“Put all your eggs in one basket and then look at that basket.” — Andrew Carnegie
If you’ve been following the news, you’ve no doubt heard the concerns about a possible “bear market” for those who own stocks. Merriam-Webster says the term “bear market” comes from an old adage not to sell the bearskin until you’ve shot the bear.
An easier way to remember that a bear market is going down is to remember that a bear wipes its claw down while fighting. A rising “bull market” seems to have gotten its name simply because a bull seemed like a good animal to counter the bear.
These terms are just two examples of some of the animal-related idioms we use every day, and that’s what we’ll look at this time, along with some of the weirder animal-related terms out there.
For example, when I recently accompanied my friend Claus, who was finally returning from Germany, to Open Farm Day here in Maine, he asked me why the man on one of the farms was yelling at crows. “Maybe he was just having a bad day,” I replied, “but it’s more likely he’s a crow herder, or someone employed to scare off crows.”
“To yell at crows? That seems like a strange activity,” he said.
“Crows are bad for the harvest,” I replied. “Besides, many people are annoyed by their incessant scratching,” which I explained was like the croaking of ravens, but more raw. “And if you think crow-herding is a strange profession, don’t even get me started on hogreves,” I said, “the officers whose job it is to confiscate pigs.”
“You Americans must have some funny words about animals,” Claus noted.
“If you think our animal words are weird, some of our animal expressions will really hit your goat,” I said, before explaining that “butcher” comes from the old French word “bocher” (“boc” meant “goat” ) for “Goat Slaughterhouse.”
“Hold your horses,” he said, “you wouldn’t try to sell me a pig in a sack, would you?”
“In a pig’s eye,” I shot back. “I’ll lie to you like pigs fly. This information comes straight from the horse’s mouth.”
So he decided to stop being a pighead and listened as I went all out on some of my favorite animal-related idioms.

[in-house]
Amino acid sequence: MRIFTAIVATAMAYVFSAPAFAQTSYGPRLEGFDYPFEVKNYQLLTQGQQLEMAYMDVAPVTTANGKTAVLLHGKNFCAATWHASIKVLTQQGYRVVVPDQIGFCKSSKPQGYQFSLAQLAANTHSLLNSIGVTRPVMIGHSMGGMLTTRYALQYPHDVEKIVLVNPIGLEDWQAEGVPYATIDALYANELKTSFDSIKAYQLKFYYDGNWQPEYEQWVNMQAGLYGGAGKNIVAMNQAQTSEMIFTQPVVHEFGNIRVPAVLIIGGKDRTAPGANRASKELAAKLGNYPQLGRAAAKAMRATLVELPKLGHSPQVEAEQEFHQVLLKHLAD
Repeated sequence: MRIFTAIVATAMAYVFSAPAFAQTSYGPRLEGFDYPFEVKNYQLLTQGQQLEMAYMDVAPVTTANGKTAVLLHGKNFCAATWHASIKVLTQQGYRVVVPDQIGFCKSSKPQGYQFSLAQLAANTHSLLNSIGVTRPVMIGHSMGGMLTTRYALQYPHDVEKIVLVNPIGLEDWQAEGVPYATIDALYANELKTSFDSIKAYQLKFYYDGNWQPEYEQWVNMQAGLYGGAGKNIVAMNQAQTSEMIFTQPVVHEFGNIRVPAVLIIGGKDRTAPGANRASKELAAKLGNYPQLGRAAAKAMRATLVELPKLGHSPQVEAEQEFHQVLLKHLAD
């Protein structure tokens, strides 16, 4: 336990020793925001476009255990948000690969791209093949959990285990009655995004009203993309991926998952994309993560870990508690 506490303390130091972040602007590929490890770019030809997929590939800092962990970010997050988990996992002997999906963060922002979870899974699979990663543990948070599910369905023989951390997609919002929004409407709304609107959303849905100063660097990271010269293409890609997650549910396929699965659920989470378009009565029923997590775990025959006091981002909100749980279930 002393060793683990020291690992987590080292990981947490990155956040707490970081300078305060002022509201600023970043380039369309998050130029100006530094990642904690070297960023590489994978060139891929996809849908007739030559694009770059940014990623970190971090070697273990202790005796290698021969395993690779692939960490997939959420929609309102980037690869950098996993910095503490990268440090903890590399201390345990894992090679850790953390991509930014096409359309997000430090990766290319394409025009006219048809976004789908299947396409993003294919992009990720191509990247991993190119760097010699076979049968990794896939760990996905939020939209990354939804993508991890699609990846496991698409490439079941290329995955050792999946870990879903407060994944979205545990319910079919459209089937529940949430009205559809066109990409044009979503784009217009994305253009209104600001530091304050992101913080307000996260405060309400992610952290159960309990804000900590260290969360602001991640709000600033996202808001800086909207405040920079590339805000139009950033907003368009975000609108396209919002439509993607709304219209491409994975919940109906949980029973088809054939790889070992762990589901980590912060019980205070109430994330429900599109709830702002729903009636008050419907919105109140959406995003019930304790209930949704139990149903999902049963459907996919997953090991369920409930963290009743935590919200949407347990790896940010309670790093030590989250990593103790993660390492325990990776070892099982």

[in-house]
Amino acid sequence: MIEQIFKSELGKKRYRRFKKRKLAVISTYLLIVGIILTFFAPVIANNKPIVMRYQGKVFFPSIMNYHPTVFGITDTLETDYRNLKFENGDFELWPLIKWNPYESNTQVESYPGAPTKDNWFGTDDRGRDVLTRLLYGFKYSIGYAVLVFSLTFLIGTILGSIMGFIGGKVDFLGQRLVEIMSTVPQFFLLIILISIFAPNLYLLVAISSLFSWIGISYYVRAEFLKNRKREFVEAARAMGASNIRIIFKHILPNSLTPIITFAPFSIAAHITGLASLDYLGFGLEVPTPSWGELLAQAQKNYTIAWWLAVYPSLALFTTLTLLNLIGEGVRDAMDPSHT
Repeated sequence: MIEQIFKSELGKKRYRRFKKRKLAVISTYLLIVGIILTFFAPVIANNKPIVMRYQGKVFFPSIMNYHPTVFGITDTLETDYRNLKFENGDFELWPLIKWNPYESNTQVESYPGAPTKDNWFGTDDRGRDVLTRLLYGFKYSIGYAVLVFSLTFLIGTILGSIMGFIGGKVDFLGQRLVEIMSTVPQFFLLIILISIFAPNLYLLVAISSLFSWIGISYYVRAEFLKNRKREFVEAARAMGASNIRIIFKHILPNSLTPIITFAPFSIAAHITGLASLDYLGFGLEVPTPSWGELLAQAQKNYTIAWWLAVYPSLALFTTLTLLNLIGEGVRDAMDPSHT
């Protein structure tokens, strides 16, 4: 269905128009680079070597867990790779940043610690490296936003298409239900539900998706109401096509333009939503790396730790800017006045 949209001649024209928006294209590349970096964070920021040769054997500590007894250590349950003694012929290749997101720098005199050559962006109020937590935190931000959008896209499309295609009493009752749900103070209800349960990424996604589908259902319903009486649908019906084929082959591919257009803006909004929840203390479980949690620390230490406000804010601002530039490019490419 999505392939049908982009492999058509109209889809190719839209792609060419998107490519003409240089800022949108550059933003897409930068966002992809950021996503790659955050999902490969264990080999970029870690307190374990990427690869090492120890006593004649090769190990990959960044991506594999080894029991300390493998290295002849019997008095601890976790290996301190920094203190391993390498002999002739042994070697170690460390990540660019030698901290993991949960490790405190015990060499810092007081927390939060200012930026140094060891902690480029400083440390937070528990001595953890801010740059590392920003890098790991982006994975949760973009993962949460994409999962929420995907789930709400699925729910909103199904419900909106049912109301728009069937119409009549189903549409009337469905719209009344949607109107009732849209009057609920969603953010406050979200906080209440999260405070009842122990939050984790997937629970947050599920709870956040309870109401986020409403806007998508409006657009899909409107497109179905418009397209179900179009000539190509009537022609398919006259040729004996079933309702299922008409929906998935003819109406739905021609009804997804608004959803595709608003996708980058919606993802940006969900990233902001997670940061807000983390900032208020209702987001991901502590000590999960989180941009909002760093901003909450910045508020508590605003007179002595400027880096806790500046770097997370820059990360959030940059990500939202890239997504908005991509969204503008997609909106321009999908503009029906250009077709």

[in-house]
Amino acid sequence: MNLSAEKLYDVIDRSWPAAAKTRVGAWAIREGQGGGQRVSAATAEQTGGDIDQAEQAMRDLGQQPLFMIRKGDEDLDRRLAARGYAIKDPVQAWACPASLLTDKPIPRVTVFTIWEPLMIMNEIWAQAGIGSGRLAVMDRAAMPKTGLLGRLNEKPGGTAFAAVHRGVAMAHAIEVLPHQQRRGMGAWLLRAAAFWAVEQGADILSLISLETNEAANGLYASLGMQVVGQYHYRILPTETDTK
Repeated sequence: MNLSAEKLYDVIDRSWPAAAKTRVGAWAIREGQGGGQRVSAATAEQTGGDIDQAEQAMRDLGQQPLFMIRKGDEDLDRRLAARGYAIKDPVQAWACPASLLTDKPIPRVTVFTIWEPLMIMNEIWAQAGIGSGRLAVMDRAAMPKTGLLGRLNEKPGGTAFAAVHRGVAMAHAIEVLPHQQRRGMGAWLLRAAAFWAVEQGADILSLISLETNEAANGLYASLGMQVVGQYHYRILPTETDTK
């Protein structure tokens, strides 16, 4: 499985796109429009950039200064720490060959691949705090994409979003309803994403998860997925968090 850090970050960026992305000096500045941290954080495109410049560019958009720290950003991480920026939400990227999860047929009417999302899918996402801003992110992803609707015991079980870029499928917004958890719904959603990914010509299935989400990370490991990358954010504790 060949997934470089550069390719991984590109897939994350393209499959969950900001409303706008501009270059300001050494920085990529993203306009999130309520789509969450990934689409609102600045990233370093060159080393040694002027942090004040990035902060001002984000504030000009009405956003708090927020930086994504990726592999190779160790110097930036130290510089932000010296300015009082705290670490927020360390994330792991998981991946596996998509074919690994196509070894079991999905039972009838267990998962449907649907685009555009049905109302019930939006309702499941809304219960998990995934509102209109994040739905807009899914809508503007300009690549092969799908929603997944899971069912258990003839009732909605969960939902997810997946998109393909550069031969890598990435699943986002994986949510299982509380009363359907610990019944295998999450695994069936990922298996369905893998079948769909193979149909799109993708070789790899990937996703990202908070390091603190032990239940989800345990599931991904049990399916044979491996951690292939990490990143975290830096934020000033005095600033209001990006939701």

‘Chicken,’ I said, ‘There are many idioms about chickens and eggs. For example, when you start a business, you walk around like a chicken with a severed head. And be careful not to put all your eggs in one basket. Oh, and never count your chickens before they hatch,” I warned, checking some business advice I’d heard.
I thought about changing the subject, but I was afraid Claus would accuse me of switching horses halfway through, so I kept going. Admittedly, by this point I wasn’t romping and really bringing home the bacon while thumping about sacred cows and sleeping dogs.
Claus finally had enough and told me to stop pulling a dead horse.
“Sorry, I could go on about our American animal idiom until the cows come home,” I said, noting that those cows probably go to a stall (cow barn) at night to eat their fodder (feed).
“Enough!” said Klaus. “How do I know all your mischief isn’t a bunch of bulls?”
“Hey, don’t look a gift horse in the mouth,” I replied. “If you don’t have any pets, let’s leave this whole idiom thing in the pasture, if that’s all right with you.”
“I’m as happy as a pig in, uh, mud,” he replied.
Lewiston’s Jim Witherell is a writer and lover of words whose work includes “LL Bean: The Man and His Company” and “Ed Muskie: Made in Maine.” He can be reached at [email protected]
Mystery photo for July 31, 2022
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